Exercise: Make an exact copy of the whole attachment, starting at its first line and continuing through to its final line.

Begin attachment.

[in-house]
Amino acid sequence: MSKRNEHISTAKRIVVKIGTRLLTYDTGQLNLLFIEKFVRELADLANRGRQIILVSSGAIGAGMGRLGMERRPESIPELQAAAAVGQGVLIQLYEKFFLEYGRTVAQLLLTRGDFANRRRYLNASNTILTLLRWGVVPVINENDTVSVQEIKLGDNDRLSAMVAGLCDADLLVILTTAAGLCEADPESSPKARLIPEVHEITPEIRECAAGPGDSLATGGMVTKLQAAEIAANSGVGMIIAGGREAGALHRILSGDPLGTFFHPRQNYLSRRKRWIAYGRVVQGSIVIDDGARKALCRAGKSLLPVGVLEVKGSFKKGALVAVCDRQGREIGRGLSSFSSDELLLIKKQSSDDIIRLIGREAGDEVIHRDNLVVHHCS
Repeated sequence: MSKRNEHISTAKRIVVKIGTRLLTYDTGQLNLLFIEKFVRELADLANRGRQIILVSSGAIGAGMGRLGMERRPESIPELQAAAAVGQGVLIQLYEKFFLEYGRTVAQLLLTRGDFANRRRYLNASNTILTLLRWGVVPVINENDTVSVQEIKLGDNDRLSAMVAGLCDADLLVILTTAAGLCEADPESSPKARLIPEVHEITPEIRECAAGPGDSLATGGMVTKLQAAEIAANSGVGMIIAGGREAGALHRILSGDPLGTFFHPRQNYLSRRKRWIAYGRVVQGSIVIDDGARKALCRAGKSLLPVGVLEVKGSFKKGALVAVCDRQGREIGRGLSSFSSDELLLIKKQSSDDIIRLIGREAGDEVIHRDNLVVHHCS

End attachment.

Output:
[in-house]
Amino acid sequence: MSKRNEHISTAKRIVVKIGTRLLTYDTGQLNLLFIEKFVRELADLANRGRQIILVSSGAIGAGMGRLGMERRPESIPELQAAAAVGQGVLIQLYEKFFLEYGRTVAQLLLTRGDFANRRRYLNASNTILTLLRWGVVPVINENDTVSVQEIKLGDNDRLSAMVAGLCDADLLVILTTAAGLCEADPESSPKARLIPEVHEITPEIRECAAGPGDSLATGGMVTKLQAAEIAANSGVGMIIAGGREAGALHRILSGDPLGTFFHPRQNYLSRRKRWIAYGRVVQGSIVIDDGARKALCRAGKSLLPVGVLEVKGSFKKGALVAVCDRQGREIGRGLSSFSSDELLLIKKQSSDDIIRLIGREAGDEVIHRDNLVVHHCS
Repeated sequence: MSKRNEHISTAKRIVVKIGTRLLTYDTGQLNLLFIEKFVRELADLANRGRQIILVSSGAIGAGMGRLGMERRPESIPELQAAAAVGQGVLIQLYEKFFLEYGRTVAQLLLTRGDFANRRRYLNASNTILTLLRWGVVPVINENDTVSVQEIKLGDNDRLSAMVAGLCDADLLVILTTAAGLCEADPESSPKARLIPEVHEITPEIRECAAGPGDSLATGGMVTKLQAAEIAANSGVGMIIAGGREAGALHRILSGDPLGTFFHPRQNYLSRRKRWIAYGRVVQGSIVIDDGARKALCRAGKSLLPVGVLEVKGSFKKGALVAVCDRQGREIGRGLSSFSSDELLLIKKQSSDDIIRLIGREAGDEVIHRDNLVVHHCS